My intention in sharing this with you is to make everyone aware of certain negative factors which can occur even if such occurrences are very low probability. 

At present, it is easy to feel the markets are behaving in an absurd manner as the rip tides created by central banks and the global economy play out. But it goes to show that governments rule the day in excessive fashion on this 39th day as brilliantly described in legendary futures trader Ed Seykota's book Govopoly on the 39th Day and

Seykota uses the 39th day as an analogy to pond ecosystems where the amount of duckweed doubles each day. It goes unnoticed until after the 30th day where the presence of duckweed in the pond becomes pronounced. But by this time, it is too late to reverse its exponential growth. We are in the 39th day which means the world sits at a major tipping point as duckweed, ie, size of government, is doubling once more only to suffocate all life in the pond. Indeed, 8,000 years of history bears this out and is why fiat currencies have a limited lifetime as any leading government eventually topples.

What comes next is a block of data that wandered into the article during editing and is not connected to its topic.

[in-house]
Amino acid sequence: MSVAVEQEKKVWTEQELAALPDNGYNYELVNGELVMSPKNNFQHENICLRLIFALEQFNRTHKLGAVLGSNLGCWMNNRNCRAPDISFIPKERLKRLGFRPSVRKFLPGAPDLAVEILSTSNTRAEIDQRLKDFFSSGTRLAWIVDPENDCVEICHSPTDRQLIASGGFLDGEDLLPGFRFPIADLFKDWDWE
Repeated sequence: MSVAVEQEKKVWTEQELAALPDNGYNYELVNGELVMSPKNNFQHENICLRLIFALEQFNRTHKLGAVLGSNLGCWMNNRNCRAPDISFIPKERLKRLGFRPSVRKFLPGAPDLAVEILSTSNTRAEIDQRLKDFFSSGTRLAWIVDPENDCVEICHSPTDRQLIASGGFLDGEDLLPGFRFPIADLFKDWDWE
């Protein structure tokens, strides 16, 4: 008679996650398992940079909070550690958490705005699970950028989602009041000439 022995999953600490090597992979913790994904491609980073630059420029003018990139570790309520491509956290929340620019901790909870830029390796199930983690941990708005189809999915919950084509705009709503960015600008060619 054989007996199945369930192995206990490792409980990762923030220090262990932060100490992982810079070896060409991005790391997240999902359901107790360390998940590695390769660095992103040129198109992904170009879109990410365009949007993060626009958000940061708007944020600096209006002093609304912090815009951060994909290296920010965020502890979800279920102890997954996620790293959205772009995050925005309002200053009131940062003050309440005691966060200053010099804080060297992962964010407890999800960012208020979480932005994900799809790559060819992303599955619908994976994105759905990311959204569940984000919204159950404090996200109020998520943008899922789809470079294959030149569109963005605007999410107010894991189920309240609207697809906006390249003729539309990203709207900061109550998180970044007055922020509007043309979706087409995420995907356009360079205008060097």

Indeed, this 39th day is a time of major transformation. Seykota says that while various crises are emerging to accelerate this transformation, his advice has been to keep a clear head and watch for the inevitable tsunamis that emerge as massive change brings massive volatility thus huge potential for profit. Indeed, the massively volatile period of 2000-2002 and 2008 were the VIX Volatility Model's most profitable periods and in backtests, all 12-month rolling periods have been profitable regardless of the year. For example, the model trounced the major averages even in a trendless year such as 2015.

A number of transformative tsunamis will occur over the next few years if history is any guide, and over the last few months, it appears one may have just begun.